Saudi, land of oil… and engineers

Saudi, land of oil… and engineers

19 September 2019
Engineer KSA Saudi Arabia Vision 2030
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In Saudi, being an engineer is more than any profession. With “Saudi Vision 2030” plan to reduce Saudi Arabia’s dependence on oil and diversify its economy, Saudi engineers are becoming a rare commodity that companies are queueing for.

Amr Fahmy and Taqiadden Almuntaser are part of this army of engineers who are shaping Saudi’s future. The former, a mechanical engineer holding an MBA in international management, is Assystem’s business development director, working on major infrastructure projects in tourism and entertainment. The latter, manager of the BIM department at Assystem Radicon, is also a lecturer at the Building engineering department of Imam Abdulrahman Ibn Faisal University in Dammam.

Building the future of Saudi Arabia

The King understood it clearly – Saudi engineers are the key to the country’s future. Indeed, Amr recognizes that Saudi Arabia was long – and is still – mainly relying on oil and gas. But with the coming exhaustion of oil supplies, the country must go ahead and develop other industries (tourism, energy, entertainment, food industry, …) in order to increase its independence towards foreign countries. The country is currently incentivizing companies to localize their industries, to create their own factories locally rather than import external goods. Hence a need for engineers.

In order to implement this “Saudi Vision 2030” plan, engineers are called in from all over the world. But hiring foreign engineers only would be too short-term. Indeed, “Saudi Vision 2030” puts emphasis on local resources and people. “The last few decades, the country has suffered from a shortage of qualified Saudi engineers. But we are trying to rectify the situation” explains Amr. Today, the number of engineering students is increasing, opening doors to women too in order to meet demand.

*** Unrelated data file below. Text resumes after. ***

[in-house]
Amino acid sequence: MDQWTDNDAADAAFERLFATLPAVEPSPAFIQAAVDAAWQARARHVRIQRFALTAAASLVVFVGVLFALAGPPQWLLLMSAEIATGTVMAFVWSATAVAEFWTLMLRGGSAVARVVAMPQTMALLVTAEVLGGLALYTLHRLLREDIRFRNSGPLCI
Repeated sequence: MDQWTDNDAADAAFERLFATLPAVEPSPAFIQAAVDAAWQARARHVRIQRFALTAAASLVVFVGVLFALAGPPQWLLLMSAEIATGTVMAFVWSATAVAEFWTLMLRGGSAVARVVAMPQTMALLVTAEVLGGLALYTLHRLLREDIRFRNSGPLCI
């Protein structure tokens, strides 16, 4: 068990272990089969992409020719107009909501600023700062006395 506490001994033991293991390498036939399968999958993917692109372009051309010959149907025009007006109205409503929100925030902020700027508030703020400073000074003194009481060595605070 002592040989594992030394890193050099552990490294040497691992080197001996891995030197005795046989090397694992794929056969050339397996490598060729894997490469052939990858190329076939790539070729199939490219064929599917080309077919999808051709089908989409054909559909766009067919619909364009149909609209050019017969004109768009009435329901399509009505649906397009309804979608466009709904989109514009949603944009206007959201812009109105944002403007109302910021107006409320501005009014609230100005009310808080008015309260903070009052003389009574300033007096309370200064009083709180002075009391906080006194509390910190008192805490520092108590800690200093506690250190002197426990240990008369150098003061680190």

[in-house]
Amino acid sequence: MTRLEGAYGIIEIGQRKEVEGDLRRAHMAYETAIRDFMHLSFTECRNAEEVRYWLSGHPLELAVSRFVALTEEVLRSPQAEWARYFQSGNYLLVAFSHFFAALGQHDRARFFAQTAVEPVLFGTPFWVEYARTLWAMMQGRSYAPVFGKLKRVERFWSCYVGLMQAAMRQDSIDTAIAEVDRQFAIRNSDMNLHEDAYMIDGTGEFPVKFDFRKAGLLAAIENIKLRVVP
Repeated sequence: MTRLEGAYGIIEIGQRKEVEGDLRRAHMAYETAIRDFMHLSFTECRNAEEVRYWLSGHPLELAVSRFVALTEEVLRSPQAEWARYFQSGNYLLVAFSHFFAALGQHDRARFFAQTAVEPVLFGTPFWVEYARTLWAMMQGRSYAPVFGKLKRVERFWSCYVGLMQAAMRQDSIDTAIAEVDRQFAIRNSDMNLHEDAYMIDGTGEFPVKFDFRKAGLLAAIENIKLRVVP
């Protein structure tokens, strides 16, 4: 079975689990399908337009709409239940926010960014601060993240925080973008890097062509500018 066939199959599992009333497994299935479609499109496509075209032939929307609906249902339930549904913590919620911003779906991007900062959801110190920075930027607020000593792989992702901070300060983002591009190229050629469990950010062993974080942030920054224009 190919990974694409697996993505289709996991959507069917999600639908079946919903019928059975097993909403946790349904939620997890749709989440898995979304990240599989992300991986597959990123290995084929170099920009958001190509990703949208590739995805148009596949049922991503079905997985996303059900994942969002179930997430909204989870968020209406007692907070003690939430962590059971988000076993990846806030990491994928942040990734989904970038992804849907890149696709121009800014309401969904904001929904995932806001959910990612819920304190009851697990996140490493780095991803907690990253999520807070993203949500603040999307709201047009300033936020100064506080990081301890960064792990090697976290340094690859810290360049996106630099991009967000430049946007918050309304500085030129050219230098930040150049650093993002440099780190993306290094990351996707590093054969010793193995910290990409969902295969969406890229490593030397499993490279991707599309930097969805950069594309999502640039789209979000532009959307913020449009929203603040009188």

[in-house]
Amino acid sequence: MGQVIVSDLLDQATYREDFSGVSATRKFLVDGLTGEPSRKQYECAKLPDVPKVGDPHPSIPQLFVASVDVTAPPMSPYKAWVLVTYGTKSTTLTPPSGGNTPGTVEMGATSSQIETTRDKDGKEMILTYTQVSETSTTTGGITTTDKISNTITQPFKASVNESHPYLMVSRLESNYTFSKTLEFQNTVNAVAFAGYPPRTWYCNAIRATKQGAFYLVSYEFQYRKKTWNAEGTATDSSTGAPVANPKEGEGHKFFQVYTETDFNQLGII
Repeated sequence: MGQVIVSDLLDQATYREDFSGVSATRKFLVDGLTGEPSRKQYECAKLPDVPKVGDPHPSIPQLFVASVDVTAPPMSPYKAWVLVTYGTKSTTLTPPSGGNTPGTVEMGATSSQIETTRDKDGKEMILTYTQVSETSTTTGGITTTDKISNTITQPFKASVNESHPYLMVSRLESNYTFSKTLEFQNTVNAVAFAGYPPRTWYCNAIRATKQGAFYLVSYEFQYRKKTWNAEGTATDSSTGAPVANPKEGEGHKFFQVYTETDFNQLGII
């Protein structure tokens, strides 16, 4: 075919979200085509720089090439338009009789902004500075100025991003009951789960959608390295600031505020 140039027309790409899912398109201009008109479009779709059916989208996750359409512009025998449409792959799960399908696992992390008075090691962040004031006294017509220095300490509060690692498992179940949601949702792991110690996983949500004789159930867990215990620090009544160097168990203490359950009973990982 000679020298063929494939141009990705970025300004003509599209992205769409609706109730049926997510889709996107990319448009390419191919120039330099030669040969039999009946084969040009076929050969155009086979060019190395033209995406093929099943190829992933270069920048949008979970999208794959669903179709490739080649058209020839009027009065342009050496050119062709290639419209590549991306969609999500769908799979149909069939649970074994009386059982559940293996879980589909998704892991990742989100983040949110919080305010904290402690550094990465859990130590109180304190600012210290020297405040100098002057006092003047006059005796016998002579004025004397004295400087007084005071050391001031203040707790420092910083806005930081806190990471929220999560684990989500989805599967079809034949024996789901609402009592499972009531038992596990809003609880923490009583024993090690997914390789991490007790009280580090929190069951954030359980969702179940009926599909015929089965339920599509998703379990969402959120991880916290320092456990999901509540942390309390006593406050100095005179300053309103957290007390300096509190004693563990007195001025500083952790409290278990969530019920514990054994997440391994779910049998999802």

But this sudden increase comes with issues. “Saudi engineers are competent, but they can lack experience. They need to build up field capacities, learning from practical solutions and experienced foreign engineers. Moreover, they are usually more expensive to hire than engineers coming from other countries” adds Amr. So, to encourage companies on the Saudi soil to primarily hire Saudian employees, the government classified them according to a “Saudization percentage”. Firms must include a minimum of 25, 30 or 35% of Saudi employees in order to be allowed to participate in tenders. And for some governmental projects, this percentage must apply at a team level too. However, this “positive discrimination” is far from being the only reason companies tend to favor Saudi engineers over foreigners.

A competitive advantage in their own country

As both a teacher and a manager, Taqiadden has noticed an interesting trait: the implication of Saudi engineers comes from a deeper motivation than other nationalities. “They bear a double responsibility: towards their company and their country at the same time. They want to be part of the country’s development.” A characteristic that Saudi companies can really benefit from.

Moreover, in Amr’s opinion, the informal work culture in Saudi can be perceived as a challenge for foreigners. “In the West, for instance, meetings are more formal, with documentation shared upstream and minutes sent afterward. Instructions are clear, bids’ requirements are defined. In Saudi Arabia, business happens more in oral than in writing. Projects can be intentionally ambiguous. Teams have to be thorough, to read between the lines and ask questions to the clients in order to clarify the scope and better understand their expectations.”

In fact, intuition and personal relationships matter much more than in Western countries. “Business is very personal in the Middle East, even between the most advanced and educated people” explains Amr. “We need to work very hard throughout the years to understand the client and serve him, even if it doesn’t pay off right away. But the day we are in trouble, this very client will help us.”

Last but not least, the job doesn’t end with the last stone or coat of paint. One of the key competencies Taqiadden teaches his students is how to develop their communication skills and be successful as engineers. As Amr explains, “explanations are essential for the project to be considered a success. Engineers must show patience and pedagogy, explaining to the client what they did, why and how they did it, …”

 

 

 

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Amr Fahmy

Business Development Director, Saudi Arabia, UAE and Egypt Assystem

Taqiadden Almuntaser

BIM Manager Assystem Radicon

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